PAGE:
Professional Sound for Virtual Events

How do you capture the best audio for virtual events? Start with the source! It seems like an eternity ago having a great speaker system was the make or break for a show. In the virtual world, great microphones and consoles bring the clarity to your virtual event.

One nice thing about working in a virtual studio environment is the opportunity to try things in a completely controlled situation. Being a live sound engineer my entire career, I secretly envied studio engineers who have hours to tweak microphone placement. Although it lacked the excitement of cross-country travel and a new venue every day, I have started to appreciate the time that my quarantine gig has given me to experiment and critically listen to a few key pieces of gear.

When we started working heavily in virtual events, my first call was to our friends over at DPA microphones. This was a brand I first got into a couple of years ago when we had a theater contract requiring a large quantity of lavalier microphones. They were nice enough to send a local rep down our way, and full disclaimer, we became dealers for their product.

I’m probably getting a little old and jaded but I just like gear that sounds great out of the box without a lot of fuss and work. Admittedly this comes at a price, and DPA gear comes with a price tag. The payoff is that you can give your client a higher quality end result in less time with greater flexibility.

The first new addition to my bag o’ tricks was a set of DPA 6060 lavalier microphones. These are the new “sub miniature” models from DPA, and they are in fact, ridiculously tiny. In addition to a great on camera appearance thanks to their small size, they sound phenomenal. These tiny lavaliers sound so good out of the box with no extra work, that you suddenly realize how much fighting you had to do to get other brands of lav mics to sound like a DPA does naturally.

My power combo is to use these with a Shure Axient digital wireless system, and I have to say it is the least I have ever worked to get a lav mic working correctly with no worries whatsoever about sound quality or RF performance. The biggest bonus was the DPA’s work so well that the placement is fairly forgiving. In covid times this really mattered because you want to spend as little time in someone else’s personal space as possible. In most cases, I could leave it up to the talent to pin their own mic on, and knew with a great deal of confidence it would give me usable results.

Along with my 6060 order, I also picked up a DPA 4017 shotgun microphone. Shotgun microphones are a little bit of a rarity in the live sound world, so I will be honest and say I had not had much experience with them. They are much more of a film and TV world item. With that being said, I always like to break the mold when I can and use tools from different parts of our discipline to achieve the result I am looking for. After a shootout between the 4018 (pencil condenser) and the 4017 (shotgun microphone) I ultimately opted for the 4017.

Although the 4018 would work well for many live sound situations like piano and orchestra mic’ing, the 4017 was such a unique tool I felt it was something I needed to add to my kit.

What I like about the 4017 is that again, you can capture sound without invading someone’s personal bubble. I am a strong proponent of the idea that the sound part of production should be as simple and unobtrusive to the performance and audience as possible. The 4017 is perfect for a situation where I want the talent to be able to come in, sit down, and begin to speak without the uncomfortable and time-consuming situation of having to thread a lav mic through their wardrobe. The 4017 works great for this because I can place the mic 2-3 feet from the presenter, and I get robust full-bodied sound with a minimum of background noise.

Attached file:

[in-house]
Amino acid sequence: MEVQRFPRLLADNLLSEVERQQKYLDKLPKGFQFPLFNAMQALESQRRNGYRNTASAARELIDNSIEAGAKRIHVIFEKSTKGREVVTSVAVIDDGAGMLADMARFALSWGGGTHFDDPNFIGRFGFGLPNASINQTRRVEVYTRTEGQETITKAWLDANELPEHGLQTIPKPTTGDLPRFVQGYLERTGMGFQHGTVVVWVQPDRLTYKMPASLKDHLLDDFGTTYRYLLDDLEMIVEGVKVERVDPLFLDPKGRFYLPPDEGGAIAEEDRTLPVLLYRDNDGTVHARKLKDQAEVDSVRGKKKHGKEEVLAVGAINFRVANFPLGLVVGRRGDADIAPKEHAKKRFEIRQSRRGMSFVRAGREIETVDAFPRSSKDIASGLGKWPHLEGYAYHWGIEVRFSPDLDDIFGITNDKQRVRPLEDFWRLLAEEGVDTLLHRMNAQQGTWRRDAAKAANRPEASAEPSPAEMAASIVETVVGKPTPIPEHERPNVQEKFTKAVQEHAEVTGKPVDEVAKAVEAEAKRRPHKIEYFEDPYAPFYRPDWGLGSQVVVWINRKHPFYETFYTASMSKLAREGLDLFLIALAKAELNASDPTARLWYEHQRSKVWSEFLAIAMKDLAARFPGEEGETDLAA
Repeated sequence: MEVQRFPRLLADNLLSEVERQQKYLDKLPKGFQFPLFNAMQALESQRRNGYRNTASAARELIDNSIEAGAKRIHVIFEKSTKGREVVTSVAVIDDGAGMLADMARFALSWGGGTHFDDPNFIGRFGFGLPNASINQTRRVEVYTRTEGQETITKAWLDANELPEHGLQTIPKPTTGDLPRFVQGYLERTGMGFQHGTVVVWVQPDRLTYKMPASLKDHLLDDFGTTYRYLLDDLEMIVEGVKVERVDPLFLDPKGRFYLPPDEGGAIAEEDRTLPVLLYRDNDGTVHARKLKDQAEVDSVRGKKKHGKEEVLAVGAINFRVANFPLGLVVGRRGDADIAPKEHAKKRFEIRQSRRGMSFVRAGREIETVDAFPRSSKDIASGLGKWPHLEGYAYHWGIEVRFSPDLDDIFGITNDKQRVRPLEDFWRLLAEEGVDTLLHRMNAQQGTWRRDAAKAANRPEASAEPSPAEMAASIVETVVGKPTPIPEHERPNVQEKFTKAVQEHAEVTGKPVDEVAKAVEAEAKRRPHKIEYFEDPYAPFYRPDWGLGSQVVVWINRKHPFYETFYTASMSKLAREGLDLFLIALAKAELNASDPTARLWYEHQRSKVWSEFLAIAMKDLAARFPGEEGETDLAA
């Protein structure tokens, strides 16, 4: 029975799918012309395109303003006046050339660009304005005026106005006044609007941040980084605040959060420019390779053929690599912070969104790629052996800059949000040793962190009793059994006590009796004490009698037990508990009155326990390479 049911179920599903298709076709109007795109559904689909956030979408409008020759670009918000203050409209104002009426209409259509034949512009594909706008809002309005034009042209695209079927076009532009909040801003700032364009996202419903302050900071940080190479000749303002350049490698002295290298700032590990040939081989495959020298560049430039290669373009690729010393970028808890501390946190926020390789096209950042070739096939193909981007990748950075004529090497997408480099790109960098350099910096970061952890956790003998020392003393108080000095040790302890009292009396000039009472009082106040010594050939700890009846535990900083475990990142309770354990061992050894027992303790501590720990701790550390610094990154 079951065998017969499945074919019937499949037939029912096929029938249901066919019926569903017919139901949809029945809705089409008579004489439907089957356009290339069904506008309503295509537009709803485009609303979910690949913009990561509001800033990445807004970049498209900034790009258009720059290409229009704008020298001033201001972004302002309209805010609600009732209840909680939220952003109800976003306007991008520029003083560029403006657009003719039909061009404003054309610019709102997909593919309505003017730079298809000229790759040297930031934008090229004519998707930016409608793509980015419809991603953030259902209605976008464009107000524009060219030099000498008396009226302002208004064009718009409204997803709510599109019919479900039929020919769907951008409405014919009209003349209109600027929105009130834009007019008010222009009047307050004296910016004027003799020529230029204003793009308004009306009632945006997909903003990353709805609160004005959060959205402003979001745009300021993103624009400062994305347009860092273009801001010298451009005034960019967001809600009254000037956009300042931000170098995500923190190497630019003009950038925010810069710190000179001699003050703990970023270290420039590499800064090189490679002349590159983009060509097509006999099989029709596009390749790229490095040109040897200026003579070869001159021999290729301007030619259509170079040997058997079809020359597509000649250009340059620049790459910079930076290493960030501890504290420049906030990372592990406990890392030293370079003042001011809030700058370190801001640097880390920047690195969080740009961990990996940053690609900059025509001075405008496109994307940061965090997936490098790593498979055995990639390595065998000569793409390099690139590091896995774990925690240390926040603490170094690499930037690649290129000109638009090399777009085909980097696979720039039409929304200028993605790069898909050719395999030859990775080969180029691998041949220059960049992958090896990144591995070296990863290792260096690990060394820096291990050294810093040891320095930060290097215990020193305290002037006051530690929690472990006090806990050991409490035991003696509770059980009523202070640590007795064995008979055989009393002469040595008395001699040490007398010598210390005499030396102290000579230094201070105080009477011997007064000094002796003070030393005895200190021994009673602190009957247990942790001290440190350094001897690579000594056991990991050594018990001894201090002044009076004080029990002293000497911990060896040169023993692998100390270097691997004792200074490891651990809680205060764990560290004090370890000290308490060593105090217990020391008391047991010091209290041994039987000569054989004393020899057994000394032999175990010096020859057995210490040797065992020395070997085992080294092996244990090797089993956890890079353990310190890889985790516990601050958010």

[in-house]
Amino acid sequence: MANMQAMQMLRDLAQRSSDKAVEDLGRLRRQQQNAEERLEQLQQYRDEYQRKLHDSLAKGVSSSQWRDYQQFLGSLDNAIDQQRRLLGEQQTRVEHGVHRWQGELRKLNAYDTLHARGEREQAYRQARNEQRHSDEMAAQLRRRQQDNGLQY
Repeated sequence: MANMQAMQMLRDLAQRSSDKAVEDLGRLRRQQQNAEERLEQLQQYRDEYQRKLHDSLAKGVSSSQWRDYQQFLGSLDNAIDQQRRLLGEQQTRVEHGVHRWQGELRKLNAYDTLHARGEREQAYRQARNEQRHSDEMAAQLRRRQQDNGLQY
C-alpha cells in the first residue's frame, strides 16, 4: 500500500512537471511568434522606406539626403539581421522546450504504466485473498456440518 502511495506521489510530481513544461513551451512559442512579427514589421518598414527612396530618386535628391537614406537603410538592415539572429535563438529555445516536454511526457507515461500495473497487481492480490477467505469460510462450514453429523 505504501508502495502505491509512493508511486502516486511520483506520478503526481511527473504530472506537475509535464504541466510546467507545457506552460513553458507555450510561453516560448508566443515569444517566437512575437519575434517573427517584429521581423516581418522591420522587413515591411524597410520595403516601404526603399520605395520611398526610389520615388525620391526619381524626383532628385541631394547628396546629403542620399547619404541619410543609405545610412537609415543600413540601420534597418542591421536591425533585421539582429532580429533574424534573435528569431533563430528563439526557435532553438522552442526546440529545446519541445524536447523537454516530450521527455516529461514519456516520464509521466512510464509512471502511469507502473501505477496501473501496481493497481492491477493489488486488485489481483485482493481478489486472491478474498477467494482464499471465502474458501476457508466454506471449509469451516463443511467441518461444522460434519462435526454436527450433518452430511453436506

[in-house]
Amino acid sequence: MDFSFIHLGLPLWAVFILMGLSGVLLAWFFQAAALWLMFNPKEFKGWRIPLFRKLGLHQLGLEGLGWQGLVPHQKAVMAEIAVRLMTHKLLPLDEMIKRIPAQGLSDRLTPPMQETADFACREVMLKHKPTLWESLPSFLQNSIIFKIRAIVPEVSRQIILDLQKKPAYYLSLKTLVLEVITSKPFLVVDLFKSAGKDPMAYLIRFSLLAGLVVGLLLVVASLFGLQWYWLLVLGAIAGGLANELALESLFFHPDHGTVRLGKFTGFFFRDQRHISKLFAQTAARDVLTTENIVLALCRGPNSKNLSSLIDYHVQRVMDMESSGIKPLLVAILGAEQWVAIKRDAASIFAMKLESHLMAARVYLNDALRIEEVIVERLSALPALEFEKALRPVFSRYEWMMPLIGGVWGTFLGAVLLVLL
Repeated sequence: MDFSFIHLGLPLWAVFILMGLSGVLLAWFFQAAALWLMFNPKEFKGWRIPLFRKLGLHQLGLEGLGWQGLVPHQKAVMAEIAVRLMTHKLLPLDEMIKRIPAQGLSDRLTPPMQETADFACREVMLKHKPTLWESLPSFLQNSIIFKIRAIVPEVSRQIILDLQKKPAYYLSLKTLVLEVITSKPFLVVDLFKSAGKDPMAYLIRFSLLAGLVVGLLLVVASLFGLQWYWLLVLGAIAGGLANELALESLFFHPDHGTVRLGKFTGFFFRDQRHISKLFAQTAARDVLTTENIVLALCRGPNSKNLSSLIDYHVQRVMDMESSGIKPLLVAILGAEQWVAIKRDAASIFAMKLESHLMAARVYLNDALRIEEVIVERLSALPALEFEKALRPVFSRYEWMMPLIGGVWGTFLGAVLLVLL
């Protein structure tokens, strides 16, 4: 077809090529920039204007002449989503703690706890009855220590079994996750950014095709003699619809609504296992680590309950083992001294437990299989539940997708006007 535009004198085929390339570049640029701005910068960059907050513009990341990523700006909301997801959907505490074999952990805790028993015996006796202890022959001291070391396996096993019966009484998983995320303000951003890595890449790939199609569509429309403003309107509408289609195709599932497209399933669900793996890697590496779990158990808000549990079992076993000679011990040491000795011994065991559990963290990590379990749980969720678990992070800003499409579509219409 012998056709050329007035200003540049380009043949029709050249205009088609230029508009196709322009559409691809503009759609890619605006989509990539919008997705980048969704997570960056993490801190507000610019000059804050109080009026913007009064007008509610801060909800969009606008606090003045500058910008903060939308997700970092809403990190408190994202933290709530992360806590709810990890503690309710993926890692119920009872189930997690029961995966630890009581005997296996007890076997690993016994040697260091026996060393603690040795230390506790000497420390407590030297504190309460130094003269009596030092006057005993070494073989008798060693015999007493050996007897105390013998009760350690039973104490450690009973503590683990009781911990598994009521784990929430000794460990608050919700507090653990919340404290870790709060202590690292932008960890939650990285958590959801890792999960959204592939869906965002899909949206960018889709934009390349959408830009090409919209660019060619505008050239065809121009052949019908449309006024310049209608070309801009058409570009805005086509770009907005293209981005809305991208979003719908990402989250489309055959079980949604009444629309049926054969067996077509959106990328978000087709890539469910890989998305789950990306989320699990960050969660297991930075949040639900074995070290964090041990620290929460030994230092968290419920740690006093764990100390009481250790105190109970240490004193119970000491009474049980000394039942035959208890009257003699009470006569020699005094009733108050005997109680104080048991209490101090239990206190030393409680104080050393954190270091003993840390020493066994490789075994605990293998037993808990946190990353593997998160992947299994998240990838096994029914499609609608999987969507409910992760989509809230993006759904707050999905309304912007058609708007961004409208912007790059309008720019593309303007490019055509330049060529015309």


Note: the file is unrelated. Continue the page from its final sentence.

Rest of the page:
Since virtual events tend to take place in some sort of studio, it would make sense to use some sort of studio mixing console. Being a live guy though, I like my endless routing options, plugins, EQ, and faders. My console of choice for virtual events quickly became our trusty Avid S6L system. As I mentioned before, I don’t like to pigeonhole a product as “only for bands” or “designed for broadcast” because at the end of the day, it’s all about being the tool that achieves the best results.

What was astonishing and particularly powerful about the S6L system is just how quiet it is. I could plug any microphone or audio source into it and crank the gain up as high as I needed without concerns of hiss or noise. For events where we fed TV networks, this was particularly powerful because it assured extremely high-quality broadcast feeds. The console is so quiet in fact, that some network guys were convinced that something was wrong because there was none of the “normal” hiss and buzz they are used to.

The S6L platform also shines in its ability to quickly route and patch, which is invaluable when events change and new participants are added. One streaming system I operated could have up to 16 computers, 6 zones of loudspeakers, and 6 broadcast feeds running simultaneously, and I was still scraping the surface of what the board could support.

It is often said that great sound starts at the source. We are now tasked with capturing audio in a way that is safe and convenient for the talent, let the internet chop and compress it to bits, and then have it played through a set of laptop speakers. This means that doing the up front work to solve many of the traditional problems of virtual audio pays back in a clean and well produced end product.